Dividing Perennials in Spring

Perennials are commonly divided for three reasons: to control size, to rejuvenate plants, and to propagate a prized perennial.  Vigorous perennials may grow so rapidly that they crowd out neighboring plants in the flower bed.  Other perennials decline in vigor if not divided at the appropriate time.  One of the easiest ways to propagate a prized perennial is to divide the plant into two or more smaller plants. 
The best time to divide perennials varies with the different plant species.  Early spring (just as new growth begins to appear) is the best time to divide aster, chrysanthemum, hosta, bee balm, sedum, yarrow, obedient plant, perennial salvia, purple coneflower, and ornamental grasses.  Other perennials that can be divided in spring include coreopsis, daylily, garden phlox, speedwell, and hardy zinnia.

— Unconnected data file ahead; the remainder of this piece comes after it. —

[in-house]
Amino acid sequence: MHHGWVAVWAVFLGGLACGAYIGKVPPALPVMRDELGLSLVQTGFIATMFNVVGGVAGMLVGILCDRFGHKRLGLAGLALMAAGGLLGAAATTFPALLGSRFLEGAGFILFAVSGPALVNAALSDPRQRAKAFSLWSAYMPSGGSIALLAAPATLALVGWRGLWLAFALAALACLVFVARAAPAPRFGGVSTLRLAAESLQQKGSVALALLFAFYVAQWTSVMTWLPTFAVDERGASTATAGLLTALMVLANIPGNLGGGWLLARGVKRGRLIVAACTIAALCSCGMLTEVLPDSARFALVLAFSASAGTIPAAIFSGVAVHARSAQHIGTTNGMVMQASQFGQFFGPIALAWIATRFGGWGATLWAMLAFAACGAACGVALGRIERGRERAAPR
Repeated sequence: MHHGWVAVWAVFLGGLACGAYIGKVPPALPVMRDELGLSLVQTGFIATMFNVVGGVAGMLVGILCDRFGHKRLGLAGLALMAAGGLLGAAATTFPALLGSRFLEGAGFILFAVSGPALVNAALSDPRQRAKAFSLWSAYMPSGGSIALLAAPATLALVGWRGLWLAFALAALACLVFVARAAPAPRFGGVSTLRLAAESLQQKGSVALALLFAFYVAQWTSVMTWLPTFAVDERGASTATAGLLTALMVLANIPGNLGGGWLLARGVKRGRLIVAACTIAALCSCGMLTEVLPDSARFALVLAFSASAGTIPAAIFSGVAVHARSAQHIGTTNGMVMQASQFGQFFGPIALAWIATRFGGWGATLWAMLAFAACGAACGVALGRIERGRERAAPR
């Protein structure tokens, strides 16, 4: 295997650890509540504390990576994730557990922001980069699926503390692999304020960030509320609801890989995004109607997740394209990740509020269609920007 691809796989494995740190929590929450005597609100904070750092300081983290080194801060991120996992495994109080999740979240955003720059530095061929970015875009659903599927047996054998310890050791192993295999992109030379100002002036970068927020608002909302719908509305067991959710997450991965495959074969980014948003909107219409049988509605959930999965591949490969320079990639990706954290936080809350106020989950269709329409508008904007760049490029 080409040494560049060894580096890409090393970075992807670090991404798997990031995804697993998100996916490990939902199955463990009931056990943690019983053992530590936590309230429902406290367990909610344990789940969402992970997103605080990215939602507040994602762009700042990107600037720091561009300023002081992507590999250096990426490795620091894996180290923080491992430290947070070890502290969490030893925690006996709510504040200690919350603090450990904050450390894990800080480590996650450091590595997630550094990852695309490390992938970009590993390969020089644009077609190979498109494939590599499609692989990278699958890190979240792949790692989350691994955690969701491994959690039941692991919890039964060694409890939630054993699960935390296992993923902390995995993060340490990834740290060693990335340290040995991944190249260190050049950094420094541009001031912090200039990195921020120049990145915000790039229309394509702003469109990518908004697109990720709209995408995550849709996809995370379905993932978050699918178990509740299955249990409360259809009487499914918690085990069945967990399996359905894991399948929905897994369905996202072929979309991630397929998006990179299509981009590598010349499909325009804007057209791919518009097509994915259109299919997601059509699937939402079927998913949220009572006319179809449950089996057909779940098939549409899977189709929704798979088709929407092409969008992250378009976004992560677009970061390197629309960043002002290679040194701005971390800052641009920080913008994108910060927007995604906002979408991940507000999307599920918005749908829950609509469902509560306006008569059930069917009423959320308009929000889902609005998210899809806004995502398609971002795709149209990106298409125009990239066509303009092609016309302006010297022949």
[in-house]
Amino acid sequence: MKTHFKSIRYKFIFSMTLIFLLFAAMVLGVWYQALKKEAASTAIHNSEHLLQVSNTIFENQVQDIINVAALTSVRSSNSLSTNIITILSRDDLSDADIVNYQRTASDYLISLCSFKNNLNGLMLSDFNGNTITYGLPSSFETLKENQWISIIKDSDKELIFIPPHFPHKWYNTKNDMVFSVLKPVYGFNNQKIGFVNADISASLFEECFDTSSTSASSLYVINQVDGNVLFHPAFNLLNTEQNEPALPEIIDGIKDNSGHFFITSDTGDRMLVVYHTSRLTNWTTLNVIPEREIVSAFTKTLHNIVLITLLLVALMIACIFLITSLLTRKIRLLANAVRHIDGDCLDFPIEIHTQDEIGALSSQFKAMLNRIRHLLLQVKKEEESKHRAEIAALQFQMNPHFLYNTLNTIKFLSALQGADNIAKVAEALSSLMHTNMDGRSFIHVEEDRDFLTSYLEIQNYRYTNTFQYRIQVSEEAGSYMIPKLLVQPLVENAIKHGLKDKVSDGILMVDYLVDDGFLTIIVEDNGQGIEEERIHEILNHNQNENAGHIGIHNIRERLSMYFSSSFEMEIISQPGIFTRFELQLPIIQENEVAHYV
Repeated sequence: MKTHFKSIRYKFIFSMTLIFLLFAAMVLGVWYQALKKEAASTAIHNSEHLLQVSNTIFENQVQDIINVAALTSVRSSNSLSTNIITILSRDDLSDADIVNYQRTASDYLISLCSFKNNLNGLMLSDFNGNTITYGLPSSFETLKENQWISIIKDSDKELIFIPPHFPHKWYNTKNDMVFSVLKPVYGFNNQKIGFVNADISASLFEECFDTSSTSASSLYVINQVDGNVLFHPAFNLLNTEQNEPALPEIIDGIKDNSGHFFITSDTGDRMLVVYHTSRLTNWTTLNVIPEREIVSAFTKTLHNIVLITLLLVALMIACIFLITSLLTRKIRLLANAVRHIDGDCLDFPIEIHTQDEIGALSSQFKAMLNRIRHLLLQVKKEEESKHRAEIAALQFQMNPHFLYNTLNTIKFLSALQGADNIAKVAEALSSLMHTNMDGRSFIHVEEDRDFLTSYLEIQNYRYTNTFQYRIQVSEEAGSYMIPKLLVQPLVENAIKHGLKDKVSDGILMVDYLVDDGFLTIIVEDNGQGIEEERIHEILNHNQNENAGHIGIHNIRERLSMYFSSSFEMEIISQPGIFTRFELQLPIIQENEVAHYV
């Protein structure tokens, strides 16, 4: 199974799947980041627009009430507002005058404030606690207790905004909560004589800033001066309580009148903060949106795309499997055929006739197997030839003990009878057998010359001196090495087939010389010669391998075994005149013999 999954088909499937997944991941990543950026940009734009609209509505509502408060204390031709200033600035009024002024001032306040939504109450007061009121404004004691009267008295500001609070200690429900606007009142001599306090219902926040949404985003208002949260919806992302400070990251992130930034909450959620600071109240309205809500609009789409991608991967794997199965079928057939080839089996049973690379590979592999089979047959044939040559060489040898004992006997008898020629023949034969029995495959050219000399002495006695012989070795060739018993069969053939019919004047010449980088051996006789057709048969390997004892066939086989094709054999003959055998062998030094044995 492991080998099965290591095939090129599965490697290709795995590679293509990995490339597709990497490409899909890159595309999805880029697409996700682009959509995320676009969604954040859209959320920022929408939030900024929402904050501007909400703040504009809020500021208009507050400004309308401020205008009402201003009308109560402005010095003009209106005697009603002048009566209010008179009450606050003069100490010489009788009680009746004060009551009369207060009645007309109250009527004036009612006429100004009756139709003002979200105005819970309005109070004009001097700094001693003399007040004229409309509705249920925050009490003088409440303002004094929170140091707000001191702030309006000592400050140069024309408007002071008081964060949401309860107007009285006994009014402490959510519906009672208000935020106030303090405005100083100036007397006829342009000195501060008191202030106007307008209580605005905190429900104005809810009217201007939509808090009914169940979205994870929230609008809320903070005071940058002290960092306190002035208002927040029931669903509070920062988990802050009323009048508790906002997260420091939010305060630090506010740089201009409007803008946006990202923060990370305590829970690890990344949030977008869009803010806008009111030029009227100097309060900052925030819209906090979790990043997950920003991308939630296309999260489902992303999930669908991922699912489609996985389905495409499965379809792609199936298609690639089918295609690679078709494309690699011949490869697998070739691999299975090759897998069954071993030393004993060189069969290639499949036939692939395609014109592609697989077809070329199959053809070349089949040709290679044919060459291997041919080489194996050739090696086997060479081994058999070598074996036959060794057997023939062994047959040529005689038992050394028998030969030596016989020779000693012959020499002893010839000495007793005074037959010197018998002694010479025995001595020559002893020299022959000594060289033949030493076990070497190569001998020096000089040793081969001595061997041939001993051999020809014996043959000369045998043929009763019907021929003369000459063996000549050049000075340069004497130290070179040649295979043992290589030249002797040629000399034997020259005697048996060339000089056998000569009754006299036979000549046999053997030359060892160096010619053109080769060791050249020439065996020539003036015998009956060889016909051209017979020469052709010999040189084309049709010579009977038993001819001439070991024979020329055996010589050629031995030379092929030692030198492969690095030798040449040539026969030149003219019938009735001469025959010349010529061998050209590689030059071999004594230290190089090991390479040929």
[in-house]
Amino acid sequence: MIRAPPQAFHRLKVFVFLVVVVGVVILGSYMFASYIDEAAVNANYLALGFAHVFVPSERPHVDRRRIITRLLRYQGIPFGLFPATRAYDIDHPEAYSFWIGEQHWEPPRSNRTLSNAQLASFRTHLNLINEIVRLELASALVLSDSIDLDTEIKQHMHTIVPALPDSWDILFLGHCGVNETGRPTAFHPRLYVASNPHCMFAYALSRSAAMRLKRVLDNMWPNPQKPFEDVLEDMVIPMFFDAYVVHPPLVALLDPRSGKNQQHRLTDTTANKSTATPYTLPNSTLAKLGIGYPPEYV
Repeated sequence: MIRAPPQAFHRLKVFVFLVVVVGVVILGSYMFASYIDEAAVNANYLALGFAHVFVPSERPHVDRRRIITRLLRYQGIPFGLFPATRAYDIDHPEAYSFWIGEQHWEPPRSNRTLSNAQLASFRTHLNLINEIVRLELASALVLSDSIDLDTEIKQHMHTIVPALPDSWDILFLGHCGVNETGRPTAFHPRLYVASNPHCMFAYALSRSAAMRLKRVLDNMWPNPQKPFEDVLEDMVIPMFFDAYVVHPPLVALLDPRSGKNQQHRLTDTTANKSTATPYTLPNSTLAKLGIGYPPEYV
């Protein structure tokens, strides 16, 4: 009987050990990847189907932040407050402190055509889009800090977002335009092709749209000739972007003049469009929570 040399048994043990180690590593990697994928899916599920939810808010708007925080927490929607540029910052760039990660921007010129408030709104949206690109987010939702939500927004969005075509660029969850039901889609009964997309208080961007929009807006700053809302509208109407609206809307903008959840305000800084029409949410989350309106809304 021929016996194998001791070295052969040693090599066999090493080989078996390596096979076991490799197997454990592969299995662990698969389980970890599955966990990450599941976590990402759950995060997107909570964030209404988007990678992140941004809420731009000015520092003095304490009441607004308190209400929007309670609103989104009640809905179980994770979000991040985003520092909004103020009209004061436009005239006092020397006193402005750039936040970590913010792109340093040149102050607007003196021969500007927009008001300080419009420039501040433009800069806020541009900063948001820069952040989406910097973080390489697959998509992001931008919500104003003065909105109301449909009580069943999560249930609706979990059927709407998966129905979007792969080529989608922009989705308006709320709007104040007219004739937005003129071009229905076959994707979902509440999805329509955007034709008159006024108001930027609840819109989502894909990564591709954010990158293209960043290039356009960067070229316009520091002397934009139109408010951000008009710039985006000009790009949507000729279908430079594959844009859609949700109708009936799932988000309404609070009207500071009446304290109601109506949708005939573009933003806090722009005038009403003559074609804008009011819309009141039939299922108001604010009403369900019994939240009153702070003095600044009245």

In early spring, dig up the perennials just as new growth begins to appear.  Divide each plant clump into sections with a sharp knife.  Each division should contain several shoots and a portion of the root system.  Replant the divisions immediately.  Keep the newly divided perennials well-watered through spring and summer.  Most newly divided perennials do not bloom well until their second growing season.


Links to this article are strongly encouraged, and this article may be republished without further permission if published as written and if credit is given to the author, Horticulture and Home Pest News, and Iowa State University Extension and Outreach. If this article is to be used in any other manner, permission from the author is required. This article was originally published on March 25, 2016. The information contained within may not be the most current and accurate depending on when it is accessed.